Random Thoughts on Lies and Fantasy

Monday, August 08, 2005 at 03:49 PM

We're living in a strange time in America.  Science is bad, faith is good; workers are bad, owners/management are good; jobs are disappearing, but unemployment is down; Iraqi and Afghani insurgents become more and more deadly, but only because they are losing so badly.

What strikes me is that for a populace to buy these views, there must be two things going on simultaneously: (1) People with power and control are lying through their teeth, and (2) the populace is too comfortable with fantasy to be able to see through obvious lies.

I understand the people in power lying part.  They do that everywhere.  And the more secure the power, the greater the lies they seem to feel comfortable telling.  But how do you explain the populace buying into what amounts to a self-serving fantasy of the powerful?

To make it all the stranger, we live in a country with a populace that gets a relatively decent education, and which sends a healthy portion of its citizens to college.  Among the "advanced" countries, is this just an American thing?  Off the top of my head, I don't remember Europe being this bad off.  Canadians seem harder to fool than we are.

I can come up with the following for an explanation:

  1. For many years after World War II, we've indulged the presumption that we are a classless society, in the sense that we're all in it together, without the class warfare that has "plagued" Europe.

  2. Since Ronald Reagan, the upper class has felt safe to resume the unavoidable class war between the powerful/rich and powerless/poor (I place his firing of the air traffic controllers as the turning point).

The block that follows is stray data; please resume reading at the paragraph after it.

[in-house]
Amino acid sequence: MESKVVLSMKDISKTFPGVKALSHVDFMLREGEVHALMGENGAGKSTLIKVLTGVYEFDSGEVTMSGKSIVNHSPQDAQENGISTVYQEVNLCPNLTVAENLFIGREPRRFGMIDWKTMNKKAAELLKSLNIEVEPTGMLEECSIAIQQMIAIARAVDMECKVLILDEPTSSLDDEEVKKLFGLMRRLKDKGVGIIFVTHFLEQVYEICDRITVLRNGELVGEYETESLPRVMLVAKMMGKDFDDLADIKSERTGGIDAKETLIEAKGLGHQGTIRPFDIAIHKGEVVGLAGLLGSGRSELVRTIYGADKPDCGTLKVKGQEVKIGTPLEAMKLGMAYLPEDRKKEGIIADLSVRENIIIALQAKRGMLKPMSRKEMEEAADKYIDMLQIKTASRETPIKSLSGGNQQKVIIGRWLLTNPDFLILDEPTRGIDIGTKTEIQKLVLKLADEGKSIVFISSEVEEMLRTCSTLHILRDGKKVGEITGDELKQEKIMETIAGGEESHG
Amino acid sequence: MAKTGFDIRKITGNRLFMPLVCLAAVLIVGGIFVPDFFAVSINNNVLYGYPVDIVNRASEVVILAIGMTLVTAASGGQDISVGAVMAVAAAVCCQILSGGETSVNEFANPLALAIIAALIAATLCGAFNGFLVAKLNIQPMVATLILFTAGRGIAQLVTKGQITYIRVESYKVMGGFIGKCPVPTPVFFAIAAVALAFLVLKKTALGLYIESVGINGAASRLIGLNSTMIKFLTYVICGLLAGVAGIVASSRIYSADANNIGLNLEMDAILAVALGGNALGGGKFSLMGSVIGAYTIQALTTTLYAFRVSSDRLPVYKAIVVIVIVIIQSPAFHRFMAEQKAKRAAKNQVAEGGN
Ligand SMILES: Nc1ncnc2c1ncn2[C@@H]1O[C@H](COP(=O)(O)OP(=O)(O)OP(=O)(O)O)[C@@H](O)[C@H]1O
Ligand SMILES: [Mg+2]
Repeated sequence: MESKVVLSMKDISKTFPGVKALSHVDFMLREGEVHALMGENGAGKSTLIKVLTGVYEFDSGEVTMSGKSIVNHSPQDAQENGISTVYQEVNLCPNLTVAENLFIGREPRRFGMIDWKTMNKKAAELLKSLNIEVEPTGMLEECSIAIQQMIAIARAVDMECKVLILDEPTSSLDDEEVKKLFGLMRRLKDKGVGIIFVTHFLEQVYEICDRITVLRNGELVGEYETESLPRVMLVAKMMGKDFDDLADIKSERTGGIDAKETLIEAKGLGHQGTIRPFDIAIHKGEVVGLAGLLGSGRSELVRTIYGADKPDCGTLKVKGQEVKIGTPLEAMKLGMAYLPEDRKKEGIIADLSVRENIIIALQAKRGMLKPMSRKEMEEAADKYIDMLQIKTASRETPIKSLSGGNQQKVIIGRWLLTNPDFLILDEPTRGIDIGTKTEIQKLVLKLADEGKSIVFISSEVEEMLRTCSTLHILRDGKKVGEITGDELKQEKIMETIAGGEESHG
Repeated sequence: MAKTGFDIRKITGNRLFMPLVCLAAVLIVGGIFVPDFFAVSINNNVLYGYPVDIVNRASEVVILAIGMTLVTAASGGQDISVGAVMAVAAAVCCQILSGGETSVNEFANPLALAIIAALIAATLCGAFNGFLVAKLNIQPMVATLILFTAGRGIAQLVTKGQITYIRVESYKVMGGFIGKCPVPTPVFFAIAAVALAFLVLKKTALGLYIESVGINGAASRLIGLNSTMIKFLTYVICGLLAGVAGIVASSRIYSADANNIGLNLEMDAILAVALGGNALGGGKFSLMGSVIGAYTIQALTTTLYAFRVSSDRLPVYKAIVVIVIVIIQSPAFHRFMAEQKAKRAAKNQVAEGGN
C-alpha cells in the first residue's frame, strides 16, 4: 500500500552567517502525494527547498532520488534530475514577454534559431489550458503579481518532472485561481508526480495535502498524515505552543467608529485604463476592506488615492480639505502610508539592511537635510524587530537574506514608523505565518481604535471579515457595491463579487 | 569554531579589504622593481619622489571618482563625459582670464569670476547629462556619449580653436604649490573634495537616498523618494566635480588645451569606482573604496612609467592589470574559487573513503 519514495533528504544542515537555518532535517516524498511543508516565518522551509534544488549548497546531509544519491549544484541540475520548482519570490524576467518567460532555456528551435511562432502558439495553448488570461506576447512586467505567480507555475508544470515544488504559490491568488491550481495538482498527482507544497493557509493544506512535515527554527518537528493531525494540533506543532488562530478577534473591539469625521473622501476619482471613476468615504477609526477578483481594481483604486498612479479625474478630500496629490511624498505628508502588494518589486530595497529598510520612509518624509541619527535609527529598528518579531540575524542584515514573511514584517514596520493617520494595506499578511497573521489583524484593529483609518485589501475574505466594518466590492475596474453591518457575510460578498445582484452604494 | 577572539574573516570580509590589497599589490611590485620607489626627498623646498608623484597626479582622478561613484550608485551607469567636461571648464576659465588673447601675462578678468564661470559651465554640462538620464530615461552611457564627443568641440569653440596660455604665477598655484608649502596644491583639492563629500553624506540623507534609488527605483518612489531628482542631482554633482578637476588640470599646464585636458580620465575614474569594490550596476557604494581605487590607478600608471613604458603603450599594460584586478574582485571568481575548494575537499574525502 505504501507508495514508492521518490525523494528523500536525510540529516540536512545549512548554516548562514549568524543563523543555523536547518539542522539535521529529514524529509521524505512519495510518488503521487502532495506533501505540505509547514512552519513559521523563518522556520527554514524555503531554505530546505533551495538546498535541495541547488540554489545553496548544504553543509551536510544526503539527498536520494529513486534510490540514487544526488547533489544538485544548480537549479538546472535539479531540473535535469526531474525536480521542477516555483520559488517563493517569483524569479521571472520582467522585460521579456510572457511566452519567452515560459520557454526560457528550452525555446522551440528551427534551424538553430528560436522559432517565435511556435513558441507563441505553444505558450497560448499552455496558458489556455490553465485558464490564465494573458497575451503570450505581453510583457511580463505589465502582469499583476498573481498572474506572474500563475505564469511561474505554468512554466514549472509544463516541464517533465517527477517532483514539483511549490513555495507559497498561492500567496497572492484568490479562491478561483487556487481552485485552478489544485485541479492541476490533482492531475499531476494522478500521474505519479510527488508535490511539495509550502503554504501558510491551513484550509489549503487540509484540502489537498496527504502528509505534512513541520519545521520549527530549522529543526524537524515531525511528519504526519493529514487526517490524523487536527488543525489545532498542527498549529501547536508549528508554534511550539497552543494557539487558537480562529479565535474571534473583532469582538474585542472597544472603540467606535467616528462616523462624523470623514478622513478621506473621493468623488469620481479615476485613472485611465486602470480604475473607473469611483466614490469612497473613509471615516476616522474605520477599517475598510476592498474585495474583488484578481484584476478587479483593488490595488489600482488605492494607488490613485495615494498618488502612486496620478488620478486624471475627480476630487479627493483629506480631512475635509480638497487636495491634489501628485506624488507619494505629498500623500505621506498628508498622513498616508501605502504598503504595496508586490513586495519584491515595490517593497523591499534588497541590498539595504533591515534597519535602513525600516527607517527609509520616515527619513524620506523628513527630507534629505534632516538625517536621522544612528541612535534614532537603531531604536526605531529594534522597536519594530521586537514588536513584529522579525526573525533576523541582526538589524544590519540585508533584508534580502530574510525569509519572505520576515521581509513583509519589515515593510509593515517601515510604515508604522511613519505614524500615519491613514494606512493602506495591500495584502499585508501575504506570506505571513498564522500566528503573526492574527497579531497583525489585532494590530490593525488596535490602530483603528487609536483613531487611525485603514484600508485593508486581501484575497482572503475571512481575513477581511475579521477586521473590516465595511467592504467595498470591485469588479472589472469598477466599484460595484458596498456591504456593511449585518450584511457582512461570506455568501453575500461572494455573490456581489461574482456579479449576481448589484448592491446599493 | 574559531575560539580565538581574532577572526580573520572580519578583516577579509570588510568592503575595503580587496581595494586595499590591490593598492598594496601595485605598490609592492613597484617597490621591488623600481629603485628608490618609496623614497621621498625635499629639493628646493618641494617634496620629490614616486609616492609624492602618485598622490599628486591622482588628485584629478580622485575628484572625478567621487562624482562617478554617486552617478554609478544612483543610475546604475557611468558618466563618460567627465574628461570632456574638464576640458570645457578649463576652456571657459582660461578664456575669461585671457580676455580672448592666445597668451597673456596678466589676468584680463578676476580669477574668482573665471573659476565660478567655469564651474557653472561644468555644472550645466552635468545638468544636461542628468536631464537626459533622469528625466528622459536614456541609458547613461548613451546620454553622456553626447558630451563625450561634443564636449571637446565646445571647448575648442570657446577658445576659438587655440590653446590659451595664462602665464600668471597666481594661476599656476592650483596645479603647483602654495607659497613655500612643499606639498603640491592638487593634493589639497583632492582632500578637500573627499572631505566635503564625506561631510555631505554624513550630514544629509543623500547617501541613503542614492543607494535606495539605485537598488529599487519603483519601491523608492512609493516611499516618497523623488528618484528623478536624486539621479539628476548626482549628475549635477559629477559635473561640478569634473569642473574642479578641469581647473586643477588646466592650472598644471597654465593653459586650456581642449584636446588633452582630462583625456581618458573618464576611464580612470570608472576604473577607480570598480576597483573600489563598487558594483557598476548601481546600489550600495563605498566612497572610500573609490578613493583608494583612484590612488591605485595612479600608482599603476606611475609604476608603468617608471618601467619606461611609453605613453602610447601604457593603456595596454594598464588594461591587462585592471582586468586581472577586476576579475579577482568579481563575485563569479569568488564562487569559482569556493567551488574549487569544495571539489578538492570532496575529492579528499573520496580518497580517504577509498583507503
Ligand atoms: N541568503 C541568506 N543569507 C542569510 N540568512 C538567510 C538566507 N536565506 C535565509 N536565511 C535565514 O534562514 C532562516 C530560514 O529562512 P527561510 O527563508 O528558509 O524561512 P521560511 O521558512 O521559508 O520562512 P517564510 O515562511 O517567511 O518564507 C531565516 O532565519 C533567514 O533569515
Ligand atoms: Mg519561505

3. At the same time, the right wing has successfully built a large network of electronic and print propaganda outlets to continually direct attention away from the resumption of that war, by harping on the supposed dangers of the "culture war."

  4. At the same time, the resurgence of fundamentalist religion has produced a large portion of the population willing to see God vs No God as the major battle, hence extremely reluctant to buy into the idea of a class war (after all, both sides in a class war would have lots of religious people on their side--how could religious people be the bad guys?).

  5. The existing government, both Republican and Democratic branches, are top heavy with people from the powerful/rich side of the battle.

  6. Government by its nature tries to prevent public panic, so it almost always lends its weight to the side saying everything will be alright (hence the government deceptions on outsourcing's magnitude and effect).

  7. Producing a vacuum of power on the part of the powerless/rich in the class war, preventing any strong, believable voice to oppose the powerful/rich.

  8. Which is currently being filled by the likes of Limbaugh, O'Reilly, Hannity, Coulter, etc., who all position themselves as being from the "common man" segment of America, when they actually are from the fairly affluent professional class (that describes, Limbaugh, O'Reilly and Coulter; Hannity shields his actual background so well that I can't get a feel for it--of course, he's shielding it, which makes me think there's a reason).

Any way, that's what I came up.  I'm interested in what other people who post to this site think, both about whether my description is valid, and what to do about changing it.